SEVER’S DISEASE

WHAT IS SEVER’S DISEASE
Sever’s disease (also known as calcaneal apophysitis) is inflammation of the heel bone growth plate, caused by excessive forces during early adolescence. It is common in physically active growing children between the age of 7 and 14 years.

Pain is often felt in the back of one or both heels and increases upon rising on tiptoes and during high impact sports that involve running/jumping. Sever’s is something that children grow out of, however pain and discomfort can be reduced so the child is more comfortable during this phase.

 

SEVER’S DISEASE CAUSES
Sever’s disease is caused by a mismatch in the growth of the calf bones relative to the calf muscles.

During a growth spurt, the heel bone grows faster than the muscles, tendons and ligaments in the leg. When the bones grow faster than the muscles, the Achilles tendon that attaches the calf muscles to the heel gets tight. It then pulls on to a weak spot on the heel (growth plate). The growth plate of the heel is cartilage that has not yet ossified (turned into bone) and thus is prone to injuries.

The pull of the tight calf muscles and the Achilles tendon to this weak spot causes a traction injury, resulting in inflammation, swelling and pain experienced in the heel.

SEVER’S DISEASE SYMPTOMS
1.) Deep ache at the back of the heel bone (which increases with activity)
2.) Swelling and redness at back of the heel
3.) Difficulty walking (i.e. limping)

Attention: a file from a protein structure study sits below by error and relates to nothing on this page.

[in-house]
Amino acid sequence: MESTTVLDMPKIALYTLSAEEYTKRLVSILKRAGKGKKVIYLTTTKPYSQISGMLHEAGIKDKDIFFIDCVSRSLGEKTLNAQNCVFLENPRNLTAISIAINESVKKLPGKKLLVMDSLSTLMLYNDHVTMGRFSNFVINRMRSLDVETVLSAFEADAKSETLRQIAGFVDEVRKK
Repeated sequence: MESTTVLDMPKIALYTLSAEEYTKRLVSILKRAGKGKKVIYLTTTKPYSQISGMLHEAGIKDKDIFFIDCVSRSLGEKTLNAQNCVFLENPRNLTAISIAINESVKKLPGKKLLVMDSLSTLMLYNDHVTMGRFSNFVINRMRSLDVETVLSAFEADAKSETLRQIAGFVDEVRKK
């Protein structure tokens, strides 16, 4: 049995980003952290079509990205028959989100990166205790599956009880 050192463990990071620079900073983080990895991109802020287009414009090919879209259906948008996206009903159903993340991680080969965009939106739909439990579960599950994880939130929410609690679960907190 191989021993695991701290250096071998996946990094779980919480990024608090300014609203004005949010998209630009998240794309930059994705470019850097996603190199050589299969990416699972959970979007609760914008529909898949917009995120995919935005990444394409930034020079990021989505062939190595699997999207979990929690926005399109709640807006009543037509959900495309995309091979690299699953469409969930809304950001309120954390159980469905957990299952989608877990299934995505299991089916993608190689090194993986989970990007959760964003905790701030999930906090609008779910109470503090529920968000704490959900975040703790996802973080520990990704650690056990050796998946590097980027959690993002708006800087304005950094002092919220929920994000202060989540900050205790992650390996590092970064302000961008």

4.) Change in walking pattern, (i.e. walking on tip toes to protect the heel)
5.) Calf muscle stiffness first thing in the mornings

FACTORS THAT CONTRIBUTE
1.) Tight calf muscles
2.) High levels of sport participation (Involving ballistic movements e.g. Jumping, sprinting etc.).
3.) Inappropriate footwear
4.) Incorrect foot biomechanics (e.g. Excessive pronation)
5.) Over weight

HOW WE DIAGNOSE IT

A thorough physical examination is conducted to rule out other causes of heel pain, such as Plantar Fasciitis and Achilles Tendinitis. The range of movement in the ankle is also assessed to examine calf muscle tightness. Leg length discrepancy is also examined, as a longer leg compensates for the difference in length by taking more load during walking and running, thus placing more pressure on the foot.

This is followed by a gait analysis to examine foot function while the child is walking, and in some instances running.

A footwear assessment is also conducted to ensure shoes are appropriate and have adequate shock absorption in the heel.

In some instances, a referral for an X-ray is made.

Consult now for an extremely reliable Sever’s disease treatment at Sydney Heel Pain Clinic.

ACHILLES TENDONITIS